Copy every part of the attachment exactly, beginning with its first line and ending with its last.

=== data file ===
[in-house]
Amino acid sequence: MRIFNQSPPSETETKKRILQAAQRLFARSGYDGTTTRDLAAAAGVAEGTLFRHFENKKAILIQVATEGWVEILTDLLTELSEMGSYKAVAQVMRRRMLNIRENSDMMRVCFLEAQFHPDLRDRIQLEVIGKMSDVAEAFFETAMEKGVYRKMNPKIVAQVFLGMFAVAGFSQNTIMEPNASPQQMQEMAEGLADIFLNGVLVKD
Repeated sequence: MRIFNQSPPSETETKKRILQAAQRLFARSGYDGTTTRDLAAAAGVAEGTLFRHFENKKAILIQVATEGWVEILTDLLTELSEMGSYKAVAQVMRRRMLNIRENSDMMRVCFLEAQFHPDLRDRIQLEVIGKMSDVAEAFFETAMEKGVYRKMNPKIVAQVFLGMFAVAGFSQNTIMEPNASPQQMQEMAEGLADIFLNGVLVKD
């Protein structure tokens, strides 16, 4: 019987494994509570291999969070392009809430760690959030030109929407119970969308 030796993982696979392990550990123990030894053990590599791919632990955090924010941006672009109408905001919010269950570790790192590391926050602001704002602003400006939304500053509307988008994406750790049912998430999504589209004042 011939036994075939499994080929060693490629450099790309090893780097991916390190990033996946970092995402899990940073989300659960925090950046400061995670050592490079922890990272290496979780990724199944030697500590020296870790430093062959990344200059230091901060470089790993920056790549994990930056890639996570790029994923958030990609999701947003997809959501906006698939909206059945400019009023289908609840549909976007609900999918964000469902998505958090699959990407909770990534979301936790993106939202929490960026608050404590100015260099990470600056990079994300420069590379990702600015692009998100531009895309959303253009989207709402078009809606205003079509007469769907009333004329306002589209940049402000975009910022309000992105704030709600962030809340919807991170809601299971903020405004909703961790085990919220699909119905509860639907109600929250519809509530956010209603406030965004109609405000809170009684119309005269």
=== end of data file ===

[in-house]
Amino acid sequence: MRIFNQSPPSETETKKRILQAAQRLFARSGYDGTTTRDLAAAAGVAEGTLFRHFENKKAILIQVATEGWVEILTDLLTELSEMGSYKAVAQVMRRRMLNIRENSDMMRVCFLEAQFHPDLRDRIQLEVIGKMSDVAEAFFETAMEKGVYRKMNPKIVAQVFLGMFAVAGFSQNTIMEPNASPQQMQEMAEGLADIFLNGVLVKD
Repeated sequence: MRIFNQSPPSETETKKRILQAAQRLFARSGYDGTTTRDLAAAAGVAEGTLFRHFENKKAILIQVATEGWVEILTDLLTELSEMGSYKAVAQVMRRRMLNIRENSDMMRVCFLEAQFHPDLRDRIQLEVIGKMSDVAEAFFETAMEKGVYRKMNPKIVAQVFLGMFAVAGFSQNTIMEPNASPQQMQEMAEGLADIFLNGVLVKD
């Protein structure tokens, strides 16, 4: 019987494994509570291999969070392009809430760690959030030109929407119970969308 030796993982696979392990550990123990030894053990590599791919632990955090924010941006672009109408905001919010269950570790790192590391926050602001704002602003400006939304500053509307988008994406750790049912998430999504589209004042 011939036994075939499994080929060693490629450099790309090893780097991916390190990033996946970092995402899990940073989300659960925090950046400061995670050592490079922890990272290496979780990724199944030697500590020296870790430093062959990344200059230091901060470089790993920056790549994990930056890639996570790029994923958030990609999701947003997809959501906006698939909206059945400019009023289908609840549909976007609900999918964000469902998505958090699959990407909770990534979301936790993106939202929490960026608050404590100015260099990470600056990079994300420069590379990702600015692009998100531009895309959303253009989207709402078009809606205003079509007469769907009333004329306002589209940049402000975009910022309000992105704030709600962030809340919807991170809601299971903020405004909703961790085990919220699909119905509860639907109600929250519809509530956010209603406030965004109609405000809170009684119309005269």